Anthropology students explore topics through theatre

It is rare to see the Theatre Auditorium packed with students ready to watch a play written and performed by relatively inexperienced actors, and it is even more rare that the stage becomes a mechanism for academics generally allocated to the classroom.

This past weekend, the Anthropology 101 class took the stage to present three showings of the aptly-titled ethnographic theatre production OMG! The production attempted to call attention to the impact of technology on our daily lives.

The students were led by Laurier professor of anthropology Magdalena Kazubowski-Houston, but the students wrote the script, according to co-facilitator and ethnographer Shawn Kazubowski-Houston, a professional theatre artist.

The Kazubowski-Houstons “helped guide [the students], got them to do improvisations and even did some training with the actors” before the students themselves took the role of writing the script, linking the performance with ethnography and technology.

“If there is a message, it would be let’s talk about technology and what role does it have in our day-to-day lives,” said Kazubowski-Houston. “We’re not very critical in our interaction with technology, so let’s talk about it.”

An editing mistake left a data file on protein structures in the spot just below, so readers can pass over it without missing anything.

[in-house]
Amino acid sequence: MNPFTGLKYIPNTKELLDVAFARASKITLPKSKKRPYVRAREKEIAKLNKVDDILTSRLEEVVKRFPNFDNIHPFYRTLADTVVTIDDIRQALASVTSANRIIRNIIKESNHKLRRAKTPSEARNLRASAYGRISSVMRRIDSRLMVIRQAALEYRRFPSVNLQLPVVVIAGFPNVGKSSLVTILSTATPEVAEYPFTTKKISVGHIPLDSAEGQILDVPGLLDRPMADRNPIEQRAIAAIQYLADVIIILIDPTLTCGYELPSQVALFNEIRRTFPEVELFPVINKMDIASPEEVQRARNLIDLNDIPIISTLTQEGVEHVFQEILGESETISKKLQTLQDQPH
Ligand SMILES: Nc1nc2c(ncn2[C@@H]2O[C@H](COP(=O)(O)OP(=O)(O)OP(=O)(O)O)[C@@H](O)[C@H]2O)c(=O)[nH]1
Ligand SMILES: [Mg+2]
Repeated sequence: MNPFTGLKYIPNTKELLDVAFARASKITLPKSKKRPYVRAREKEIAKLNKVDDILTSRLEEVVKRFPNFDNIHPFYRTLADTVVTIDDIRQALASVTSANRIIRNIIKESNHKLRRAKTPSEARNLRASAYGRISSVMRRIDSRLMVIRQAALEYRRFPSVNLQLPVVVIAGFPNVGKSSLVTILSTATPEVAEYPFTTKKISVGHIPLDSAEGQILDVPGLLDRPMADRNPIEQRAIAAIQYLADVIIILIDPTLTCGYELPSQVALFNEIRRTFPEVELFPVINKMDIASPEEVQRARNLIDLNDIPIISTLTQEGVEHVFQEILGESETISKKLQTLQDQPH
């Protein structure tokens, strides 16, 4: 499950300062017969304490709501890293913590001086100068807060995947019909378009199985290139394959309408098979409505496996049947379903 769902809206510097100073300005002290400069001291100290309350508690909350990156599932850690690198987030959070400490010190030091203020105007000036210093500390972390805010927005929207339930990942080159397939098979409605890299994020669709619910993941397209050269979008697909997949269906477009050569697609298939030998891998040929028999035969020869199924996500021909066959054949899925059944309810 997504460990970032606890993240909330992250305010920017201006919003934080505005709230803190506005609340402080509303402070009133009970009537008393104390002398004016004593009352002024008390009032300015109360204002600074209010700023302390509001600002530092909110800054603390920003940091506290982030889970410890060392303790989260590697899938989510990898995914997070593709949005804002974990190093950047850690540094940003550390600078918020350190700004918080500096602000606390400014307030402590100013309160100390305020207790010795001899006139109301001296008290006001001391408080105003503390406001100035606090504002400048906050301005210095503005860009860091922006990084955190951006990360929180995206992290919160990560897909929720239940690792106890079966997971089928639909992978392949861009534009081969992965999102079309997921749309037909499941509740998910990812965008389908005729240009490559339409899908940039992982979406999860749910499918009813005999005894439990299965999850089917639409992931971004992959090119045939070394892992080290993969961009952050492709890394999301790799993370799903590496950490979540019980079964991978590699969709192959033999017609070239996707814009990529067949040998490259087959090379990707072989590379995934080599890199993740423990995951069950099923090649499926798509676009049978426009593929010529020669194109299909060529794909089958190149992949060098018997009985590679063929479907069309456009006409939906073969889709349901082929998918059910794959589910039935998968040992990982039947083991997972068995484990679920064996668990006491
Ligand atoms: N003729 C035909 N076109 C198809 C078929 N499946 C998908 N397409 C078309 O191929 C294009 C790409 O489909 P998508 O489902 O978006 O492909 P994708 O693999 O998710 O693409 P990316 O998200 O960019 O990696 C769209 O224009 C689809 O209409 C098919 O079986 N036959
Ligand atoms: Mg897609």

Using this theme of technology, the play chronicles the life of Tyler, an electronics store drone cast into unfortunate circumstances when a giant cell phone placard crashes on his head.

After the trauma, Tyler awakes, unfamiliar to the technology around him. He endows his cell phone and laptop with superlative powers, convinced that these devices grant him powers that no other mortal possesses. Under this assumption, he has convinced himself that he is, in fact, God.

Despite this rather clear summary of the play’s plot, it took a fine-tooth comb to sift through the convoluted writing and massive number of unnecessary set changes when watching it live.

The production’s finer moments came during the beginning of the play, when the cast seemed more at ease with the parts they were playing.

The lead role of the play was thrust onto the shoulders of Mike McMurran, who often channeled the characteristics of Jim Carrey, exemplifying his on-stage charisma. Although failing to achieve that level of comedy, he did the best that he could with what was written.

The strongest performance of the evening belonged to Landon Lewis. Playing Howard, best friend to the ill-fated Tyler, he wafted through his lines with confident flow.

Besides the enthusiastic cast, the production really didn’t excel in many other areas. The stage wasn’t used as effectively as it could have been.

Too many set changes led to a lapse in the fluidity of the plot and some dated, borrowed comedy bits allowed for the overall message of the play to be lost in place of a cheap laugh.

Still, a dialogue was born from the translation of metaphors relating to technology, which was the obvious goal of the production from the onset.

So, in spite of the production’s shortcomings and an obvious amateur touch, the play was successful in delivering its message of the entrenchment of technology in our lives and its capacity to hinder our relationships, often providing a laugh along the way.